Young Women’s Preparatory Network Schools Place in Top 30 for America’s Most Challenging High Schools

(Dallas, Texas, April 28, 2015) – Young Women’s Preparatory Network, an all girls’ college preparatory network of schools, announces that four of its schools ranked in the top 30 of America’s Most Challenging High Schools. The Washington Post compiles this ranking, a brainchild of Jay Mathews who is an educational columnist and blogger for the outlet. Schools are ranked based on a Challenge Index, which “…is designed to identify schools that have done the best job in persuading average students to take college-level courses and tests.”*

Of the seven Young Women’s Prep schools, four were eligible for consideration this year. The Houston school was not eligible because it does not yet have a class that has graduated; its first class graduates in May 2015.

All four eligible schools ranked in the top 30:

#13 Talkington School for Young Women Leaders (Lubbock)
#15 Irma Lerma Rangel Young Women’s Leadership School (Dallas)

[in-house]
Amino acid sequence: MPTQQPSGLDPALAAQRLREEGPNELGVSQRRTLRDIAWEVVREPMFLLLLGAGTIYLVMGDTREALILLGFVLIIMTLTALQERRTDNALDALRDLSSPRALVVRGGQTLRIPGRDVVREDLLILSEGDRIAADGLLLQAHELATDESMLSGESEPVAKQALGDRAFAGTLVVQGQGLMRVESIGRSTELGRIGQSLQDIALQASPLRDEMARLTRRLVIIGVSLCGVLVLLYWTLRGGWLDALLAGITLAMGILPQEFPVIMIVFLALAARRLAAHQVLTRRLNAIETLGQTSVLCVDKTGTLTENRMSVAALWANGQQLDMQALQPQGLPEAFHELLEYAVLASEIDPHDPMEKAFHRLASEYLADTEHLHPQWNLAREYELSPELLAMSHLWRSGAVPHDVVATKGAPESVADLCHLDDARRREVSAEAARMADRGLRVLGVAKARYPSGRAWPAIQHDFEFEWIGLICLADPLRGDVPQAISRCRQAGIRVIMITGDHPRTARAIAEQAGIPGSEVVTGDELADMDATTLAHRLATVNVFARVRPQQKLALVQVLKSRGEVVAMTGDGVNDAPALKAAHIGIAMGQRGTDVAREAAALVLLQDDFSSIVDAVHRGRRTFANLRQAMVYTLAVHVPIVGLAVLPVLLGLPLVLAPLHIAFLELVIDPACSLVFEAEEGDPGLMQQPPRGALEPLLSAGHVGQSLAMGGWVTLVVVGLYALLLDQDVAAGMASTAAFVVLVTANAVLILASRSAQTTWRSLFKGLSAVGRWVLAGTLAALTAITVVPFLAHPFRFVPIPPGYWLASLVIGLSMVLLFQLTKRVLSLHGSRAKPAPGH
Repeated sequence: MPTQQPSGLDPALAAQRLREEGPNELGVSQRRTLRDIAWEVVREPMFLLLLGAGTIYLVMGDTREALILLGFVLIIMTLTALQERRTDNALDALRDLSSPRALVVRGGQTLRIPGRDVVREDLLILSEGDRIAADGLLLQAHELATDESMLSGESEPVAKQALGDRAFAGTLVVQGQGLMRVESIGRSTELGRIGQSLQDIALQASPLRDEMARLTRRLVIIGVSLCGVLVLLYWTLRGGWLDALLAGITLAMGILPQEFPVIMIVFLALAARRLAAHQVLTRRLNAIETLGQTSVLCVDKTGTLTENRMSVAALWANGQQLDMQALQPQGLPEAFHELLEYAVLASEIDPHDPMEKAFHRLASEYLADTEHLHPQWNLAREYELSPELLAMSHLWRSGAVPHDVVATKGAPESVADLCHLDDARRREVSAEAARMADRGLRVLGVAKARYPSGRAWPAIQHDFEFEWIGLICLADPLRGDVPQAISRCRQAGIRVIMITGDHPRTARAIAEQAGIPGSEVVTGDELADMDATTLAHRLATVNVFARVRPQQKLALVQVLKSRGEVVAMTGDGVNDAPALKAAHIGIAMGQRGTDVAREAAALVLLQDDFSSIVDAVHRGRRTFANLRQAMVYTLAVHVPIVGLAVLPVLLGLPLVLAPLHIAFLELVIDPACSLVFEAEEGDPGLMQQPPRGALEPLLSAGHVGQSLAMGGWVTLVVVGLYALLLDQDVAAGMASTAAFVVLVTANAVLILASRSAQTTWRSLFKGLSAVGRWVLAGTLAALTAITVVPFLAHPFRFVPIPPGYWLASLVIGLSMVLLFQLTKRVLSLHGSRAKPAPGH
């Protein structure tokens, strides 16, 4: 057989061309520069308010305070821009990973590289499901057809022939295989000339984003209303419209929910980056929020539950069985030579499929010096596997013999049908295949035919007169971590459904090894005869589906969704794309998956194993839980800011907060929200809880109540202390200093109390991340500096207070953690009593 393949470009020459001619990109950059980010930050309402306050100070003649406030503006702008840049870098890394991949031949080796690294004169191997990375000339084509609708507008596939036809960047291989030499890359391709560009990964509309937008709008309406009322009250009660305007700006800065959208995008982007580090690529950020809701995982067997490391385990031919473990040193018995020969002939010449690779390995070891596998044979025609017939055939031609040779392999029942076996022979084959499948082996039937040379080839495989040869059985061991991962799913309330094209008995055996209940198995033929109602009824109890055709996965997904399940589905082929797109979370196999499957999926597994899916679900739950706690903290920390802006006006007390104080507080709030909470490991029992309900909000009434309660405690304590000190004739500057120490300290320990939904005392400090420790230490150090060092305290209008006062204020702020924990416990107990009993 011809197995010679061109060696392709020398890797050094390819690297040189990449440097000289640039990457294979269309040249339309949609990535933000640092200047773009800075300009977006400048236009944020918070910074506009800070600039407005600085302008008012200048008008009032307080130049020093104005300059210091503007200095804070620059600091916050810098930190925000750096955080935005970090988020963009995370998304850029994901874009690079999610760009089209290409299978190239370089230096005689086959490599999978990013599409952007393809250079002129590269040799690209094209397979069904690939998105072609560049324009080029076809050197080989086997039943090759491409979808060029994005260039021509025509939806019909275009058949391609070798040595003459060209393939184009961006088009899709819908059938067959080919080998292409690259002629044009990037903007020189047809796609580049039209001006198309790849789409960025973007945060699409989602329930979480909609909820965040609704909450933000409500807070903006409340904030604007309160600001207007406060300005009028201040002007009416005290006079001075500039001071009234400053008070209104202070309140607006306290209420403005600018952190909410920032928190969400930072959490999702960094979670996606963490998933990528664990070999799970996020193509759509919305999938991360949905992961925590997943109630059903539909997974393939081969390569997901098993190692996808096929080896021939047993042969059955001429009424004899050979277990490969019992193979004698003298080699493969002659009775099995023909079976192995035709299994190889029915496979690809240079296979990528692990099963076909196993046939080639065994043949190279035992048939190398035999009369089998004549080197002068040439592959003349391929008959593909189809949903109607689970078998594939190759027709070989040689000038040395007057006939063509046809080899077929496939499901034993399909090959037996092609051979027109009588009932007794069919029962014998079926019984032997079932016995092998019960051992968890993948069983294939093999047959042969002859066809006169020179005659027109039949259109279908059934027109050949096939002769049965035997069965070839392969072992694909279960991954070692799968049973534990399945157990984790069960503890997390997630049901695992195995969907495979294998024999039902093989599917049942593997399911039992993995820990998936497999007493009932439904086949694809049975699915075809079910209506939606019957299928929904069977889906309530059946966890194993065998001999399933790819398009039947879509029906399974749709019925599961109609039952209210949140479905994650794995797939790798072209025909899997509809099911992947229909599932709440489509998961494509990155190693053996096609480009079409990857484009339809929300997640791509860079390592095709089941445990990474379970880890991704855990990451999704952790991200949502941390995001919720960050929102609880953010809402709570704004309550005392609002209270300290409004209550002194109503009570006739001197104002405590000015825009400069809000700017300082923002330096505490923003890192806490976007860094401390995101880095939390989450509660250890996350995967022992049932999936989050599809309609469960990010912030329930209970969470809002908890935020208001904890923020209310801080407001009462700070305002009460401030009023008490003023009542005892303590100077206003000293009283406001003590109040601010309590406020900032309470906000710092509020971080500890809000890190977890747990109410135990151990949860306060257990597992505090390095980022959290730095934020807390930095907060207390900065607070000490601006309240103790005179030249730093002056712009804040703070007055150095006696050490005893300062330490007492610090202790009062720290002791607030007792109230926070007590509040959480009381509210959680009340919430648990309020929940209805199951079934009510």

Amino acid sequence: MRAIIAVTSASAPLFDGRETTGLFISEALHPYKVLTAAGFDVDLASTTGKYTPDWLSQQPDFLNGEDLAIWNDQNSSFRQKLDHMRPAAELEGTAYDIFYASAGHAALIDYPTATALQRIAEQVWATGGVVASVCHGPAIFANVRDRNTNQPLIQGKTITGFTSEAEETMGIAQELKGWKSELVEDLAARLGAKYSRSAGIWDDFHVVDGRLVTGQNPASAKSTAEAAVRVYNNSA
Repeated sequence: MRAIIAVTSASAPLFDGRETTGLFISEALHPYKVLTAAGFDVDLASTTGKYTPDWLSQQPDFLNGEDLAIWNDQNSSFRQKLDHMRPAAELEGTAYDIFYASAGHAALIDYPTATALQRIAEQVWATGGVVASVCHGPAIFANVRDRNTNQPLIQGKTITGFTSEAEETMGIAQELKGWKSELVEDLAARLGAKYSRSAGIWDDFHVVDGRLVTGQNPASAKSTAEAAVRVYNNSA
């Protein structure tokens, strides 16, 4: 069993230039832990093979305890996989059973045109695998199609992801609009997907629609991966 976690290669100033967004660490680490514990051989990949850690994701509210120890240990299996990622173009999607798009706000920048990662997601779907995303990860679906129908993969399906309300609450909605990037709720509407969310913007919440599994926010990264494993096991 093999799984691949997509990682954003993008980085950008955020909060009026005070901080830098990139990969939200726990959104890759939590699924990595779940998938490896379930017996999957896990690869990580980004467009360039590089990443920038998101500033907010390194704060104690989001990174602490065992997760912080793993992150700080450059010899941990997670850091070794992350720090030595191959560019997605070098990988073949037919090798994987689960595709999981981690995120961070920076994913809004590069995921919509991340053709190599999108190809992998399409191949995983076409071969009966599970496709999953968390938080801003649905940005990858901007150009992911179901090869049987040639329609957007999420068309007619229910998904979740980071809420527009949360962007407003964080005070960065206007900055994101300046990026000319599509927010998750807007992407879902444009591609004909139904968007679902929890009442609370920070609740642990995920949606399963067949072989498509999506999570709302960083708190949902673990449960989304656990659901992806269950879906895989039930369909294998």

#19 Ann Richards School for Young Women Leaders (Austin)
#27 San Antonio Young Women’s leadership Academy

Lynn McBee, Young Women’s Prep CEO, said, “It is an honor and privilege to be ranked among the top public high schools in the nation. We are competing against other schools based on Advanced Placement and other rigorous tests, and our female students have done very well. Plus, it’s an even greater achievement as 75 percent of our students come from economically disadvantaged homes, and 85 percent will be first generation college students.”

For information on how the America’s Most Challenging High Schools list is assembled, please visit

For the complete 2015 list, visit

About Young Women’s Preparatory Network:
Young Women’s Prep (YWPN) provides funding and other resources to seven all-girls’ public schools in Texas, in Austin, Dallas, Fort Worth, Grand Prairie, Houston, Lubbock, and San Antonio, working in close collaboration in each community with the public school district. Total enrollment as of last school year was 4,100 students in 6th through 12th grades.
Each YWPN school features a STEM-focused curriculum and is largely attended by disadvantaged students who are second-generation immigrants. The programs also focus on leadership development, college readiness and wellness life skills.  Additionally, each school serves as a laboratory example of an innovative public-private education model that results in high student achievement. In 2014, all of the network schools that have been open long enough to have a senior class—146 young women—graduated 100% of their students, who earned a collective $15.8 million in scholarships. Each student was accepted into a four-year college or university.  More information can be found at

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For immediate release:
Media contact: Juliette Coulter, 214.394.5532,